Cognition and Learning in Online Games for Adolescents
Constance Steinkuehler Squire

About the research


NAEd/Spencer Postdoctoral Fellowship

Award Year



University of Wisconsin-Madison

Primary Discipline

Despite dismissals as “torpid” and inviting “inert reception” in popular books and press outside of peer review, videogames (especially online games) have emerged as an important research topic in educational research; however, we have seen very little impact on the in-school performance of those who play. The goal of this project is to explore this contradiction by assessing the educational merit of games designed for and played by youth instead of adults (as typically studied) and by examining how games are situated in young people’s everyday lives. I propose to conduct a cognitive ethnography of the game Runescape, the most popular online game with children (ages 10-16) that would include longitudinal study of 8-12 gaming youth from local schools in order to assess the impact of gameplay on their day-to-day lives, social relationships, and school work. Data analysis would focus on assessing what youth learn through online gameplay, how that learning aligns or conflicts with educational standards, and how such games fit into the fabric of their everyday experience. Results from this work would help us better understand the impact of online games on the social and cognitive development of young players.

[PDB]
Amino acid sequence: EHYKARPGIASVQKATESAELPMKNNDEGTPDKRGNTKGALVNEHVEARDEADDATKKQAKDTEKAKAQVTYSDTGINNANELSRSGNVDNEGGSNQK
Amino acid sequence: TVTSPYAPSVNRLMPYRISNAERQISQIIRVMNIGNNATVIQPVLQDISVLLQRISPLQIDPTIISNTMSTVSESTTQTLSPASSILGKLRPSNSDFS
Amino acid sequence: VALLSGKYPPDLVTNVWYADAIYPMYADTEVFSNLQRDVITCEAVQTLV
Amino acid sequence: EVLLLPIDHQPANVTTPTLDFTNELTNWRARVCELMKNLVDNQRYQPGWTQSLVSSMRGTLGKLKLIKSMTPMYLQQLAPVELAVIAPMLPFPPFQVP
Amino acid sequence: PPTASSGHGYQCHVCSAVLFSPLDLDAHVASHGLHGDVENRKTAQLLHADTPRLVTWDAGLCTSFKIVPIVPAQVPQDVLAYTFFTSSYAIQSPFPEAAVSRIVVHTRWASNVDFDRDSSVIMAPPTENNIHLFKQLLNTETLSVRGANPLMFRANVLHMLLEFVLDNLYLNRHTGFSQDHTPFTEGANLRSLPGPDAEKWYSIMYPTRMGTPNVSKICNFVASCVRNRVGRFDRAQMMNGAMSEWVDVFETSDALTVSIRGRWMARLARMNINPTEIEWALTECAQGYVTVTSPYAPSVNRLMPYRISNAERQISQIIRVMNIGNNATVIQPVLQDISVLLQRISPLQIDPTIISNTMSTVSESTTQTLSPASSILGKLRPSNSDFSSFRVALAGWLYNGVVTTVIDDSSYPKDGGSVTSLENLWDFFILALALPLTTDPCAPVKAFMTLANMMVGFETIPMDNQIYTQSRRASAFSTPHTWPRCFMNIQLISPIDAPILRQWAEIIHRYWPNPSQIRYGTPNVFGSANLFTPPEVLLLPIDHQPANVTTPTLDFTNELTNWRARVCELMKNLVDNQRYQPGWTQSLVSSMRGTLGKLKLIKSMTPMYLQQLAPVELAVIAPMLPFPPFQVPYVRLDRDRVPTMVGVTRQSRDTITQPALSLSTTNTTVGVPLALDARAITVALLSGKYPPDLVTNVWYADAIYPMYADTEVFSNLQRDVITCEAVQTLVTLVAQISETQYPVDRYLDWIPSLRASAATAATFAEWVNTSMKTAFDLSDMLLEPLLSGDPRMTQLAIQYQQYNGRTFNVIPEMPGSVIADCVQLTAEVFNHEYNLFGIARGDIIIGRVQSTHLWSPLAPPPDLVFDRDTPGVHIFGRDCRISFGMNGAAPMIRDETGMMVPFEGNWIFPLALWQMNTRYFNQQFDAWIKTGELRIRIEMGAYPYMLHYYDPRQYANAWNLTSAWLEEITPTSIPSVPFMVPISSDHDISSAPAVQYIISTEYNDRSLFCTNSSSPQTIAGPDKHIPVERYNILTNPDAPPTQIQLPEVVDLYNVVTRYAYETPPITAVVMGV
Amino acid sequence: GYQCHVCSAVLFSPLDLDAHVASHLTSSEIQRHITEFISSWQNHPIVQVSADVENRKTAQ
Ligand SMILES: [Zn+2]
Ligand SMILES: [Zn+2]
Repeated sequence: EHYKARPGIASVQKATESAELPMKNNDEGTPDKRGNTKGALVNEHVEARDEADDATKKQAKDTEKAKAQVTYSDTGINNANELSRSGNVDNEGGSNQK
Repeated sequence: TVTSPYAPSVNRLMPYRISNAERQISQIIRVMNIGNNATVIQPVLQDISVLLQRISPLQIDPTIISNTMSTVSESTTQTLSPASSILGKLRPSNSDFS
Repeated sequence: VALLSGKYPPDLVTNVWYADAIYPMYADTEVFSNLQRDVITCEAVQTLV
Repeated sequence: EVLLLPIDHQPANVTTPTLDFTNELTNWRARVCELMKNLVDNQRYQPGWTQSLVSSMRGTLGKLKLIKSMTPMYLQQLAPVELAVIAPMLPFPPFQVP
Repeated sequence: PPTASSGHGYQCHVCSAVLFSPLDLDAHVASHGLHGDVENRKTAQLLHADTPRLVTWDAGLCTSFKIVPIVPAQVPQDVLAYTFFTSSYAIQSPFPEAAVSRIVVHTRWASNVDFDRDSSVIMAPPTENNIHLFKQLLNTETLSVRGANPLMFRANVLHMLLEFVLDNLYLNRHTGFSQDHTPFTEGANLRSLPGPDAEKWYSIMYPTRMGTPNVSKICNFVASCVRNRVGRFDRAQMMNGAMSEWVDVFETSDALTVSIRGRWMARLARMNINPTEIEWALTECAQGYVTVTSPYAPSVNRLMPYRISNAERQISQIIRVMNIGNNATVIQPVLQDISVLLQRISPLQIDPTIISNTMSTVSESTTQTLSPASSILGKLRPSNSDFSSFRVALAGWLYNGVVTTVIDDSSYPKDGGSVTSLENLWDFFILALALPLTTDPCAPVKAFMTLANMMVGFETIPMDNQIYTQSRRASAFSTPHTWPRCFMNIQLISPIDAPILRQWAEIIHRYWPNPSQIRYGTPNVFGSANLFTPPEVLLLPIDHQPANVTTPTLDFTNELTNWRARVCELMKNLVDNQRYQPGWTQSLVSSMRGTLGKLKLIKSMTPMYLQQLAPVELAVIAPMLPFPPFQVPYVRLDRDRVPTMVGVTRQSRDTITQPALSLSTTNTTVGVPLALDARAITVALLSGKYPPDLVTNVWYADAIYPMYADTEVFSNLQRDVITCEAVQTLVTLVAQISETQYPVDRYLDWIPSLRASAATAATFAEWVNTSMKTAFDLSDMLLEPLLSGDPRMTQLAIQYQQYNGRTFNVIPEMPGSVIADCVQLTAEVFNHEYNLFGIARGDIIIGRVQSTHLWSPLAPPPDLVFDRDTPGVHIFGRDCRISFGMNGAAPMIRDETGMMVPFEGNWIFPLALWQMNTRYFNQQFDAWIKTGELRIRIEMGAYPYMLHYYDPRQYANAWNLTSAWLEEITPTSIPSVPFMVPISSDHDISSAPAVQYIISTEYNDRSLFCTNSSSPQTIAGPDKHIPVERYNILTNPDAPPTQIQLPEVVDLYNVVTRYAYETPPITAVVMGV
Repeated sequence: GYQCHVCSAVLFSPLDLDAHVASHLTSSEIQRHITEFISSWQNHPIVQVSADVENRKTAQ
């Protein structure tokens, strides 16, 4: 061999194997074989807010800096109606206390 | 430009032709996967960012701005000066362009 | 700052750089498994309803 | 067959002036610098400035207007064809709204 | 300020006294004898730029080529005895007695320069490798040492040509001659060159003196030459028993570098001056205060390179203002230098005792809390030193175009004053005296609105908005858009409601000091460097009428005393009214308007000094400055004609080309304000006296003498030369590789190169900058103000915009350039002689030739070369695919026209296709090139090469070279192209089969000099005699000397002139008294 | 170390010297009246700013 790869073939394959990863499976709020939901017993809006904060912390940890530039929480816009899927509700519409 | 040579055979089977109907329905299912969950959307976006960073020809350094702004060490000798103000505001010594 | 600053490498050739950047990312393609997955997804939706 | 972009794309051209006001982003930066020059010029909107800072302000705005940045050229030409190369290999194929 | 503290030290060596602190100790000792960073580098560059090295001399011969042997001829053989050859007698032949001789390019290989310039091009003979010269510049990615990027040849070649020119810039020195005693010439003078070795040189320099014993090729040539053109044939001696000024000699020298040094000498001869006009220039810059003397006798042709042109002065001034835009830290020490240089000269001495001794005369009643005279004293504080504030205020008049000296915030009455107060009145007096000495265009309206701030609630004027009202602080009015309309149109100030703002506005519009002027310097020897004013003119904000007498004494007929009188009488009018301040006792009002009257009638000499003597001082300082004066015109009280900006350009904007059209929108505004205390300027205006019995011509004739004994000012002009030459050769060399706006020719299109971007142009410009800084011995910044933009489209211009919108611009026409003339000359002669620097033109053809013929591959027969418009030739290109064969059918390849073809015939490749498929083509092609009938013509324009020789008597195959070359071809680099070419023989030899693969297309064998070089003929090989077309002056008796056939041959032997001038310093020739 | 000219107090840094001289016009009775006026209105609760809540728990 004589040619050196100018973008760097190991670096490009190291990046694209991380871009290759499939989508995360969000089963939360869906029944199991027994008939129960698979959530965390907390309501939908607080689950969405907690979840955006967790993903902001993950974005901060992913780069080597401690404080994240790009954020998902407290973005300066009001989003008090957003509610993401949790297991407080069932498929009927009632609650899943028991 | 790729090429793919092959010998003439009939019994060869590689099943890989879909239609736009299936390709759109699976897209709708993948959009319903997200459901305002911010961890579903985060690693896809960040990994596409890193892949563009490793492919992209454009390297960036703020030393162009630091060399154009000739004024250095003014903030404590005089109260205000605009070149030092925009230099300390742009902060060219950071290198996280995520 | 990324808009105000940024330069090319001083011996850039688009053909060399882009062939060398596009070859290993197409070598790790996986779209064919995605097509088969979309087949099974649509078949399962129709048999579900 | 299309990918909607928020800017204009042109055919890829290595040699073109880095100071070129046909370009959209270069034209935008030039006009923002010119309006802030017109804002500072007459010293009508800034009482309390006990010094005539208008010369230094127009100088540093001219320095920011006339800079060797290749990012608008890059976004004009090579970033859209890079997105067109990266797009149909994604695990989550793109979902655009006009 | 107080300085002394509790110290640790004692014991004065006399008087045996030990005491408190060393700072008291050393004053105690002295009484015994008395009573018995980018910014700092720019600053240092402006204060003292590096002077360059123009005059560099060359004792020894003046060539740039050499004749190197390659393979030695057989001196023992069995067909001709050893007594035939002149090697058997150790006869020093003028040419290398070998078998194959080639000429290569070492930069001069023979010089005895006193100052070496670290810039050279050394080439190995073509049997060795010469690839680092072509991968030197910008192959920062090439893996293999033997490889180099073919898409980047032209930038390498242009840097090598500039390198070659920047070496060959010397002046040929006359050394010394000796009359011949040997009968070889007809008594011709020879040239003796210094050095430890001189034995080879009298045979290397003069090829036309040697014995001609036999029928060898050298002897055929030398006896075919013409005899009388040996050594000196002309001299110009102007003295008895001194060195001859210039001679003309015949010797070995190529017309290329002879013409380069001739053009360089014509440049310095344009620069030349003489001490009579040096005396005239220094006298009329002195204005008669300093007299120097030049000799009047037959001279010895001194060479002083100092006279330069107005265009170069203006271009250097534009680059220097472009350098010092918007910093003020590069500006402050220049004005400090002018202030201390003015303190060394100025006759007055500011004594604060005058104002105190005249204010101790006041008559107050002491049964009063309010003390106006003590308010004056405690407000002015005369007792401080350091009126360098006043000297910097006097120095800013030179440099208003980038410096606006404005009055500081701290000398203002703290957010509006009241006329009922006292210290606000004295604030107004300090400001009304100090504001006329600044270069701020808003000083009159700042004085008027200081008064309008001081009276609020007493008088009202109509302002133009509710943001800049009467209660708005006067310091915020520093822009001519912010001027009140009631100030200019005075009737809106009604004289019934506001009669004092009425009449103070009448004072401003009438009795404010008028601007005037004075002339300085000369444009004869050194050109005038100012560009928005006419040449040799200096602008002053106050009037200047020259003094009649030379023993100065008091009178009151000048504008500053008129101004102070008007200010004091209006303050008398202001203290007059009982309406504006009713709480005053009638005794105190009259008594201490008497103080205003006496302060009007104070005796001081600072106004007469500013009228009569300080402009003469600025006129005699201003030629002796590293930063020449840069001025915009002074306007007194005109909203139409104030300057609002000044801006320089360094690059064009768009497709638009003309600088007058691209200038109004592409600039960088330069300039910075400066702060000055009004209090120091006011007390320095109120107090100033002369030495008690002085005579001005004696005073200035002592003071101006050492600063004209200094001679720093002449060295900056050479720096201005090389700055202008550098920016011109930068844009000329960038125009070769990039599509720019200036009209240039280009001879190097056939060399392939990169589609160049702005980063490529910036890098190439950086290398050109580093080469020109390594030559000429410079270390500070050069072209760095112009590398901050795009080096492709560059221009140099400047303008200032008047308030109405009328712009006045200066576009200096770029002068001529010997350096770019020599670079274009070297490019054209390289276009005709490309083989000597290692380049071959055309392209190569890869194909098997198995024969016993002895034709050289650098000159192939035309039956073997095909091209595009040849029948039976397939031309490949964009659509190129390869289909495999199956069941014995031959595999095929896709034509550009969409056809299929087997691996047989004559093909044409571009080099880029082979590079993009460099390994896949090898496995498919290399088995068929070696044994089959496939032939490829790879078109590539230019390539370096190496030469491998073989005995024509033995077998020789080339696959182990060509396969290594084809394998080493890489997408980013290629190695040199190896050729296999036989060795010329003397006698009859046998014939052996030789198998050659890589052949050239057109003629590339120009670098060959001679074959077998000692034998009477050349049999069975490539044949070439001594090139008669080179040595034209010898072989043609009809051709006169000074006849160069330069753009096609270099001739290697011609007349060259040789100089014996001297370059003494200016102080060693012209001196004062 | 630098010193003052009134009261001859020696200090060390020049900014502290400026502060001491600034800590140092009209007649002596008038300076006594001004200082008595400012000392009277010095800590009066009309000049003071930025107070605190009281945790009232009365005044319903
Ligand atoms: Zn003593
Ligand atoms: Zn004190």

About Constance Steinkuehler Squire

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